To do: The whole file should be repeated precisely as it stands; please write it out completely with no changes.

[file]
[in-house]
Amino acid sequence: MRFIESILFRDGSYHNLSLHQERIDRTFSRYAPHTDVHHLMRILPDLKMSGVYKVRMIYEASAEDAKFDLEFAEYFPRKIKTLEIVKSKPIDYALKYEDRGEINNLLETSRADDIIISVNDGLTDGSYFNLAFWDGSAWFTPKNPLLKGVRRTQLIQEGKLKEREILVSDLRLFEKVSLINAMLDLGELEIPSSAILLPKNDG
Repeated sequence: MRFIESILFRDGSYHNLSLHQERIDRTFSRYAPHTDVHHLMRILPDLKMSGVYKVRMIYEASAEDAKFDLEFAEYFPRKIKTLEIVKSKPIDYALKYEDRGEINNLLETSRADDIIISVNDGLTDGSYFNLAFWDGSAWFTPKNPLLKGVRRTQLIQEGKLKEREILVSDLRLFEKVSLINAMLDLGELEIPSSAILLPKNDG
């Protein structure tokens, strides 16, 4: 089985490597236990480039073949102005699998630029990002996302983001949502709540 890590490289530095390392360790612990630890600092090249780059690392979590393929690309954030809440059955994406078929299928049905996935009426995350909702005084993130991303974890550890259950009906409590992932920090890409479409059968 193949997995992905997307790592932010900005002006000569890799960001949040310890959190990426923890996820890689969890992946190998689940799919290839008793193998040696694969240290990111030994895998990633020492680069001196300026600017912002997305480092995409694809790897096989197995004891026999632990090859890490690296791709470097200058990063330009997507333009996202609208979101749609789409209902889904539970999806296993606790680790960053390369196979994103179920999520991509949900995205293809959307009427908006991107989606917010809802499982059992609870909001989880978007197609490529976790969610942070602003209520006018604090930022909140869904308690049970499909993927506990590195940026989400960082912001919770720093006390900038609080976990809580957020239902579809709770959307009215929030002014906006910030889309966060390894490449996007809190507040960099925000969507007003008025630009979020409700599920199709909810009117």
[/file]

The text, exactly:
[in-house]
Amino acid sequence: MRFIESILFRDGSYHNLSLHQERIDRTFSRYAPHTDVHHLMRILPDLKMSGVYKVRMIYEASAEDAKFDLEFAEYFPRKIKTLEIVKSKPIDYALKYEDRGEINNLLETSRADDIIISVNDGLTDGSYFNLAFWDGSAWFTPKNPLLKGVRRTQLIQEGKLKEREILVSDLRLFEKVSLINAMLDLGELEIPSSAILLPKNDG
Repeated sequence: MRFIESILFRDGSYHNLSLHQERIDRTFSRYAPHTDVHHLMRILPDLKMSGVYKVRMIYEASAEDAKFDLEFAEYFPRKIKTLEIVKSKPIDYALKYEDRGEINNLLETSRADDIIISVNDGLTDGSYFNLAFWDGSAWFTPKNPLLKGVRRTQLIQEGKLKEREILVSDLRLFEKVSLINAMLDLGELEIPSSAILLPKNDG
């Protein structure tokens, strides 16, 4: 089985490597236990480039073949102005699998630029990002996302983001949502709540 890590490289530095390392360790612990630890600092090249780059690392979590393929690309954030809440059955994406078929299928049905996935009426995350909702005084993130991303974890550890259950009906409590992932920090890409479409059968 193949997995992905997307790592932010900005002006000569890799960001949040310890959190990426923890996820890689969890992946190998689940799919290839008793193998040696694969240290990111030994895998990633020492680069001196300026600017912002997305480092995409694809790897096989197995004891026999632990090859890490690296791709470097200058990063330009997507333009996202609208979101749609789409209902889904539970999806296993606790680790960053390369196979994103179920999520991509949900995205293809959307009427908006991107989606917010809802499982059992609870909001989880978007197609490529976790969610942070602003209520006018604090930022909140869904308690049970499909993927506990590195940026989400960082912001919770720093006390900038609080976990809580957020239902579809709770959307009215929030002014906006910030889309966060390894490449996007809190507040960099925000969507007003008025630009979020409700599920199709909810009117």